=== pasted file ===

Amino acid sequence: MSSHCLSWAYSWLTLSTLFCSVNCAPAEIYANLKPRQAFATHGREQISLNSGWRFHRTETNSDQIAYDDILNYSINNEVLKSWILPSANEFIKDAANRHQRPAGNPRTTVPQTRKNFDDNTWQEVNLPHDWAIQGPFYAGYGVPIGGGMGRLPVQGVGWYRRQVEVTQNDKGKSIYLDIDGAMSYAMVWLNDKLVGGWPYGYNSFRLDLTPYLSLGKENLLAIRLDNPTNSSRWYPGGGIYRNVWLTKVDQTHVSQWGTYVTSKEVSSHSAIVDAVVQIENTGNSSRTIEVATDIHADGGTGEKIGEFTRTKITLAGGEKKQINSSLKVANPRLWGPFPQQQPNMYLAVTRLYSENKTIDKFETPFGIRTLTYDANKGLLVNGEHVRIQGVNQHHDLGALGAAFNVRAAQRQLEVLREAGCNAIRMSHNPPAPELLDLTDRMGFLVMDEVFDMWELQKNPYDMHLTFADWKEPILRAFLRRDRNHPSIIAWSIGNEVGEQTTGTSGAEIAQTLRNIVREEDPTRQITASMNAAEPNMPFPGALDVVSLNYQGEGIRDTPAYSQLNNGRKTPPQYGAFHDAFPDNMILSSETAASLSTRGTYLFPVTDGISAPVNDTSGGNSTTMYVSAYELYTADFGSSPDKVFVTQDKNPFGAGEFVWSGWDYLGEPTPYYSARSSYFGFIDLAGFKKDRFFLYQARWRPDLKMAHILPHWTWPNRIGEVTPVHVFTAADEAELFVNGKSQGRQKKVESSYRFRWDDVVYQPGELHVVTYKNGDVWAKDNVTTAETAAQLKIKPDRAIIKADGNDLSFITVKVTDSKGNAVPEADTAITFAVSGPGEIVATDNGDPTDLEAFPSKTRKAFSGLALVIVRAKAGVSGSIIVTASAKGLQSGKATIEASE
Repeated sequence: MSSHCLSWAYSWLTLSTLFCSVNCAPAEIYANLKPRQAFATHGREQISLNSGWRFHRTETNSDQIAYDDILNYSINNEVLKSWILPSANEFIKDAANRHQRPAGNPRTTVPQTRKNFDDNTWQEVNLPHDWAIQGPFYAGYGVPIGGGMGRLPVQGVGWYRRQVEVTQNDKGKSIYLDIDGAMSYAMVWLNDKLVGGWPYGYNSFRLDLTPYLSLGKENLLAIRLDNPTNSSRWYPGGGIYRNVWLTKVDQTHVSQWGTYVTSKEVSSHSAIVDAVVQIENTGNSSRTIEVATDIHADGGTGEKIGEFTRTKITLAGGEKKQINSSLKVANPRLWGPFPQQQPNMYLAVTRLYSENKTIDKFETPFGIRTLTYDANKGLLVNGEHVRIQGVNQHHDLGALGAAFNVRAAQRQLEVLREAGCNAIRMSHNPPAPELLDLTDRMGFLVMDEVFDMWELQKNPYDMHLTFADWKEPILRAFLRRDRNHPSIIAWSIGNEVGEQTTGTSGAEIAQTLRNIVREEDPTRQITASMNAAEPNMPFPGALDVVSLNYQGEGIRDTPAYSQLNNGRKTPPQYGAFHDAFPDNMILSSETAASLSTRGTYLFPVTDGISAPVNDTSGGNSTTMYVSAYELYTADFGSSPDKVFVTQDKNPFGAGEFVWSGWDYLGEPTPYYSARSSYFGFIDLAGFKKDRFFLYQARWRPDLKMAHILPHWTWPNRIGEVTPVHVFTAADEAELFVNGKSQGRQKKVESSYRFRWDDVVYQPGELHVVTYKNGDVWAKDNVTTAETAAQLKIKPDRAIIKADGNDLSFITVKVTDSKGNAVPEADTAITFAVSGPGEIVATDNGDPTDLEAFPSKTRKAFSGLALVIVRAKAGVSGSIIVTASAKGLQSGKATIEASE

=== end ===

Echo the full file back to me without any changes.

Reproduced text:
Amino acid sequence: MSSHCLSWAYSWLTLSTLFCSVNCAPAEIYANLKPRQAFATHGREQISLNSGWRFHRTETNSDQIAYDDILNYSINNEVLKSWILPSANEFIKDAANRHQRPAGNPRTTVPQTRKNFDDNTWQEVNLPHDWAIQGPFYAGYGVPIGGGMGRLPVQGVGWYRRQVEVTQNDKGKSIYLDIDGAMSYAMVWLNDKLVGGWPYGYNSFRLDLTPYLSLGKENLLAIRLDNPTNSSRWYPGGGIYRNVWLTKVDQTHVSQWGTYVTSKEVSSHSAIVDAVVQIENTGNSSRTIEVATDIHADGGTGEKIGEFTRTKITLAGGEKKQINSSLKVANPRLWGPFPQQQPNMYLAVTRLYSENKTIDKFETPFGIRTLTYDANKGLLVNGEHVRIQGVNQHHDLGALGAAFNVRAAQRQLEVLREAGCNAIRMSHNPPAPELLDLTDRMGFLVMDEVFDMWELQKNPYDMHLTFADWKEPILRAFLRRDRNHPSIIAWSIGNEVGEQTTGTSGAEIAQTLRNIVREEDPTRQITASMNAAEPNMPFPGALDVVSLNYQGEGIRDTPAYSQLNNGRKTPPQYGAFHDAFPDNMILSSETAASLSTRGTYLFPVTDGISAPVNDTSGGNSTTMYVSAYELYTADFGSSPDKVFVTQDKNPFGAGEFVWSGWDYLGEPTPYYSARSSYFGFIDLAGFKKDRFFLYQARWRPDLKMAHILPHWTWPNRIGEVTPVHVFTAADEAELFVNGKSQGRQKKVESSYRFRWDDVVYQPGELHVVTYKNGDVWAKDNVTTAETAAQLKIKPDRAIIKADGNDLSFITVKVTDSKGNAVPEADTAITFAVSGPGEIVATDNGDPTDLEAFPSKTRKAFSGLALVIVRAKAGVSGSIIVTASAKGLQSGKATIEASE
Repeated sequence: MSSHCLSWAYSWLTLSTLFCSVNCAPAEIYANLKPRQAFATHGREQISLNSGWRFHRTETNSDQIAYDDILNYSINNEVLKSWILPSANEFIKDAANRHQRPAGNPRTTVPQTRKNFDDNTWQEVNLPHDWAIQGPFYAGYGVPIGGGMGRLPVQGVGWYRRQVEVTQNDKGKSIYLDIDGAMSYAMVWLNDKLVGGWPYGYNSFRLDLTPYLSLGKENLLAIRLDNPTNSSRWYPGGGIYRNVWLTKVDQTHVSQWGTYVTSKEVSSHSAIVDAVVQIENTGNSSRTIEVATDIHADGGTGEKIGEFTRTKITLAGGEKKQINSSLKVANPRLWGPFPQQQPNMYLAVTRLYSENKTIDKFETPFGIRTLTYDANKGLLVNGEHVRIQGVNQHHDLGALGAAFNVRAAQRQLEVLREAGCNAIRMSHNPPAPELLDLTDRMGFLVMDEVFDMWELQKNPYDMHLTFADWKEPILRAFLRRDRNHPSIIAWSIGNEVGEQTTGTSGAEIAQTLRNIVREEDPTRQITASMNAAEPNMPFPGALDVVSLNYQGEGIRDTPAYSQLNNGRKTPPQYGAFHDAFPDNMILSSETAASLSTRGTYLFPVTDGISAPVNDTSGGNSTTMYVSAYELYTADFGSSPDKVFVTQDKNPFGAGEFVWSGWDYLGEPTPYYSARSSYFGFIDLAGFKKDRFFLYQARWRPDLKMAHILPHWTWPNRIGEVTPVHVFTAADEAELFVNGKSQGRQKKVESSYRFRWDDVVYQPGELHVVTYKNGDVWAKDNVTTAETAAQLKIKPDRAIIKADGNDLSFITVKVTDSKGNAVPEADTAITFAVSGPGEIVATDNGDPTDLEAFPSKTRKAFSGLALVIVRAKAGVSGSIIVTASAKGLQSGKATIEASE